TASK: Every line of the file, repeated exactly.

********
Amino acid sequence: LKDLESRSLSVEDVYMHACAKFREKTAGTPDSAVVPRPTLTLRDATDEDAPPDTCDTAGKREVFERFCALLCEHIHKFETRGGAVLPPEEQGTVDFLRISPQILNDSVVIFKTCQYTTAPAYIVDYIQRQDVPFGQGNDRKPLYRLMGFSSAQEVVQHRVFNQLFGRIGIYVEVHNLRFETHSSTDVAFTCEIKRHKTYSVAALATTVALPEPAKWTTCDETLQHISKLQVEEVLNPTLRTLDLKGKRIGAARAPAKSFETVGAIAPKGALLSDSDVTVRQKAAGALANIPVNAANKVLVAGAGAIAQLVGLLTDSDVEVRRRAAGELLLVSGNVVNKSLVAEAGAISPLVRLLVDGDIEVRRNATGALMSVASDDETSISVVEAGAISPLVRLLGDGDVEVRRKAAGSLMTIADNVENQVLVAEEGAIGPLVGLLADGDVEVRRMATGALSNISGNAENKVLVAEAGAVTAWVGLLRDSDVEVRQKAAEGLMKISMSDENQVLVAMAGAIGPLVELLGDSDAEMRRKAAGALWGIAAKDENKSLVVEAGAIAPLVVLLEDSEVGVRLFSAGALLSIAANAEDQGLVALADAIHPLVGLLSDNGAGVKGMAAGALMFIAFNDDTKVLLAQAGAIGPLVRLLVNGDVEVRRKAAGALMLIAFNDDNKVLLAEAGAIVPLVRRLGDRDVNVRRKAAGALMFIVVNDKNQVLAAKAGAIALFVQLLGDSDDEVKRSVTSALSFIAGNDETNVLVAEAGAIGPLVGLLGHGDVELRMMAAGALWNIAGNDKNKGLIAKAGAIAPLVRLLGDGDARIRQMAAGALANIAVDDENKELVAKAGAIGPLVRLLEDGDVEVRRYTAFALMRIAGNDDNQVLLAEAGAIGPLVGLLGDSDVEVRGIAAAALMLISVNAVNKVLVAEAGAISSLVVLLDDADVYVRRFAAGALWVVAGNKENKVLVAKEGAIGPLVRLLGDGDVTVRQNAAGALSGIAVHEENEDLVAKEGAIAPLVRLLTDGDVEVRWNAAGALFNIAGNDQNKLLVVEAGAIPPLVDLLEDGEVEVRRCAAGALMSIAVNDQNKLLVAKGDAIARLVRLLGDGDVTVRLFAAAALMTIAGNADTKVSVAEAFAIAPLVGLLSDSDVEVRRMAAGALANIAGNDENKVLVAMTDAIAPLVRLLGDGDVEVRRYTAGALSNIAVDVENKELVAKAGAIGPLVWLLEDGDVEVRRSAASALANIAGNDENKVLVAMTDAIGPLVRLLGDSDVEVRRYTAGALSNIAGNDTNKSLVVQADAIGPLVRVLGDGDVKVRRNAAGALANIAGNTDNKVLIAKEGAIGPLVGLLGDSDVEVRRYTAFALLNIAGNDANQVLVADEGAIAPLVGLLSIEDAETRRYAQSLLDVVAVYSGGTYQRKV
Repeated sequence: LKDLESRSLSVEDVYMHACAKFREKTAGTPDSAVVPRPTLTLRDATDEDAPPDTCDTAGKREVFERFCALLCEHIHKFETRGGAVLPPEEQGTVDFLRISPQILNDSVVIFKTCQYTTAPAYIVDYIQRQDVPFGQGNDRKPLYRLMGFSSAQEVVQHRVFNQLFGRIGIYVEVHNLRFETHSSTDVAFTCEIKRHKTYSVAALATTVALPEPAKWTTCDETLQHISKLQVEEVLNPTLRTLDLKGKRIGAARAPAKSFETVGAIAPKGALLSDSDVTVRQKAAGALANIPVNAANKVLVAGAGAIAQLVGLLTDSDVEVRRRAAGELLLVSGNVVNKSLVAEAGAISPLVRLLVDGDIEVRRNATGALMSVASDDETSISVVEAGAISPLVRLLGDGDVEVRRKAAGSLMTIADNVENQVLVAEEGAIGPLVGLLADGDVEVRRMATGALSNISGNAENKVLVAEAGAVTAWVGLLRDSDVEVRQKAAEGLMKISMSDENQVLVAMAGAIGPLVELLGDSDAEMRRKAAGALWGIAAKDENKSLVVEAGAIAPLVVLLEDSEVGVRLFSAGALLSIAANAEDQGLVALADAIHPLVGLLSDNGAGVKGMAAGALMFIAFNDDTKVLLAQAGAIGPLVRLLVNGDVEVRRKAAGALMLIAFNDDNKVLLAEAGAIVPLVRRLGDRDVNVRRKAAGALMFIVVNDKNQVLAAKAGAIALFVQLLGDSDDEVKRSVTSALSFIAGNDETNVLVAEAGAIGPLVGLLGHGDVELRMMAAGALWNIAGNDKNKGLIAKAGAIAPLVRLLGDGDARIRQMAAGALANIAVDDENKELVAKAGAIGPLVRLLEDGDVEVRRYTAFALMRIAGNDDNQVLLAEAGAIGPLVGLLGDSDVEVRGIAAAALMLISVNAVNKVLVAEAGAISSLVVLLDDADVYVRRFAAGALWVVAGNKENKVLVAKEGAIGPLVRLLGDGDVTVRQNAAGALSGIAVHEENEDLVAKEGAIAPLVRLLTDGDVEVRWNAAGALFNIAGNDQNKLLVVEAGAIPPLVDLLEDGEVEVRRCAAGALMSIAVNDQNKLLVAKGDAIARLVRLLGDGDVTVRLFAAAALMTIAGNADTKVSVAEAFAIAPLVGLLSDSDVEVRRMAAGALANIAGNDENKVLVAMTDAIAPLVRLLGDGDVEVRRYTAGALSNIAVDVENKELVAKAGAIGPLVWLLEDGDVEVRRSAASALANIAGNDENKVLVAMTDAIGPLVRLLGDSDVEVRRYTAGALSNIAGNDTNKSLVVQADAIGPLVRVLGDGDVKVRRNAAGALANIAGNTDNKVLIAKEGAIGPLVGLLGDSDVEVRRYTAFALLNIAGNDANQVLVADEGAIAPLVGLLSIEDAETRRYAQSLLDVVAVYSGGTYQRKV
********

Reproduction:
Amino acid sequence: LKDLESRSLSVEDVYMHACAKFREKTAGTPDSAVVPRPTLTLRDATDEDAPPDTCDTAGKREVFERFCALLCEHIHKFETRGGAVLPPEEQGTVDFLRISPQILNDSVVIFKTCQYTTAPAYIVDYIQRQDVPFGQGNDRKPLYRLMGFSSAQEVVQHRVFNQLFGRIGIYVEVHNLRFETHSSTDVAFTCEIKRHKTYSVAALATTVALPEPAKWTTCDETLQHISKLQVEEVLNPTLRTLDLKGKRIGAARAPAKSFETVGAIAPKGALLSDSDVTVRQKAAGALANIPVNAANKVLVAGAGAIAQLVGLLTDSDVEVRRRAAGELLLVSGNVVNKSLVAEAGAISPLVRLLVDGDIEVRRNATGALMSVASDDETSISVVEAGAISPLVRLLGDGDVEVRRKAAGSLMTIADNVENQVLVAEEGAIGPLVGLLADGDVEVRRMATGALSNISGNAENKVLVAEAGAVTAWVGLLRDSDVEVRQKAAEGLMKISMSDENQVLVAMAGAIGPLVELLGDSDAEMRRKAAGALWGIAAKDENKSLVVEAGAIAPLVVLLEDSEVGVRLFSAGALLSIAANAEDQGLVALADAIHPLVGLLSDNGAGVKGMAAGALMFIAFNDDTKVLLAQAGAIGPLVRLLVNGDVEVRRKAAGALMLIAFNDDNKVLLAEAGAIVPLVRRLGDRDVNVRRKAAGALMFIVVNDKNQVLAAKAGAIALFVQLLGDSDDEVKRSVTSALSFIAGNDETNVLVAEAGAIGPLVGLLGHGDVELRMMAAGALWNIAGNDKNKGLIAKAGAIAPLVRLLGDGDARIRQMAAGALANIAVDDENKELVAKAGAIGPLVRLLEDGDVEVRRYTAFALMRIAGNDDNQVLLAEAGAIGPLVGLLGDSDVEVRGIAAAALMLISVNAVNKVLVAEAGAISSLVVLLDDADVYVRRFAAGALWVVAGNKENKVLVAKEGAIGPLVRLLGDGDVTVRQNAAGALSGIAVHEENEDLVAKEGAIAPLVRLLTDGDVEVRWNAAGALFNIAGNDQNKLLVVEAGAIPPLVDLLEDGEVEVRRCAAGALMSIAVNDQNKLLVAKGDAIARLVRLLGDGDVTVRLFAAAALMTIAGNADTKVSVAEAFAIAPLVGLLSDSDVEVRRMAAGALANIAGNDENKVLVAMTDAIAPLVRLLGDGDVEVRRYTAGALSNIAVDVENKELVAKAGAIGPLVWLLEDGDVEVRRSAASALANIAGNDENKVLVAMTDAIGPLVRLLGDSDVEVRRYTAGALSNIAGNDTNKSLVVQADAIGPLVRVLGDGDVKVRRNAAGALANIAGNTDNKVLIAKEGAIGPLVGLLGDSDVEVRRYTAFALLNIAGNDANQVLVADEGAIAPLVGLLSIEDAETRRYAQSLLDVVAVYSGGTYQRKV
Repeated sequence: LKDLESRSLSVEDVYMHACAKFREKTAGTPDSAVVPRPTLTLRDATDEDAPPDTCDTAGKREVFERFCALLCEHIHKFETRGGAVLPPEEQGTVDFLRISPQILNDSVVIFKTCQYTTAPAYIVDYIQRQDVPFGQGNDRKPLYRLMGFSSAQEVVQHRVFNQLFGRIGIYVEVHNLRFETHSSTDVAFTCEIKRHKTYSVAALATTVALPEPAKWTTCDETLQHISKLQVEEVLNPTLRTLDLKGKRIGAARAPAKSFETVGAIAPKGALLSDSDVTVRQKAAGALANIPVNAANKVLVAGAGAIAQLVGLLTDSDVEVRRRAAGELLLVSGNVVNKSLVAEAGAISPLVRLLVDGDIEVRRNATGALMSVASDDETSISVVEAGAISPLVRLLGDGDVEVRRKAAGSLMTIADNVENQVLVAEEGAIGPLVGLLADGDVEVRRMATGALSNISGNAENKVLVAEAGAVTAWVGLLRDSDVEVRQKAAEGLMKISMSDENQVLVAMAGAIGPLVELLGDSDAEMRRKAAGALWGIAAKDENKSLVVEAGAIAPLVVLLEDSEVGVRLFSAGALLSIAANAEDQGLVALADAIHPLVGLLSDNGAGVKGMAAGALMFIAFNDDTKVLLAQAGAIGPLVRLLVNGDVEVRRKAAGALMLIAFNDDNKVLLAEAGAIVPLVRRLGDRDVNVRRKAAGALMFIVVNDKNQVLAAKAGAIALFVQLLGDSDDEVKRSVTSALSFIAGNDETNVLVAEAGAIGPLVGLLGHGDVELRMMAAGALWNIAGNDKNKGLIAKAGAIAPLVRLLGDGDARIRQMAAGALANIAVDDENKELVAKAGAIGPLVRLLEDGDVEVRRYTAFALMRIAGNDDNQVLLAEAGAIGPLVGLLGDSDVEVRGIAAAALMLISVNAVNKVLVAEAGAISSLVVLLDDADVYVRRFAAGALWVVAGNKENKVLVAKEGAIGPLVRLLGDGDVTVRQNAAGALSGIAVHEENEDLVAKEGAIAPLVRLLTDGDVEVRWNAAGALFNIAGNDQNKLLVVEAGAIPPLVDLLEDGEVEVRRCAAGALMSIAVNDQNKLLVAKGDAIARLVRLLGDGDVTVRLFAAAALMTIAGNADTKVSVAEAFAIAPLVGLLSDSDVEVRRMAAGALANIAGNDENKVLVAMTDAIAPLVRLLGDGDVEVRRYTAGALSNIAVDVENKELVAKAGAIGPLVWLLEDGDVEVRRSAASALANIAGNDENKVLVAMTDAIGPLVRLLGDSDVEVRRYTAGALSNIAGNDTNKSLVVQADAIGPLVRVLGDGDVKVRRNAAGALANIAGNTDNKVLIAKEGAIGPLVGLLGDSDVEVRRYTAFALLNIAGNDANQVLVADEGAIAPLVGLLSIEDAETRRYAQSLLDVVAVYSGGTYQRKV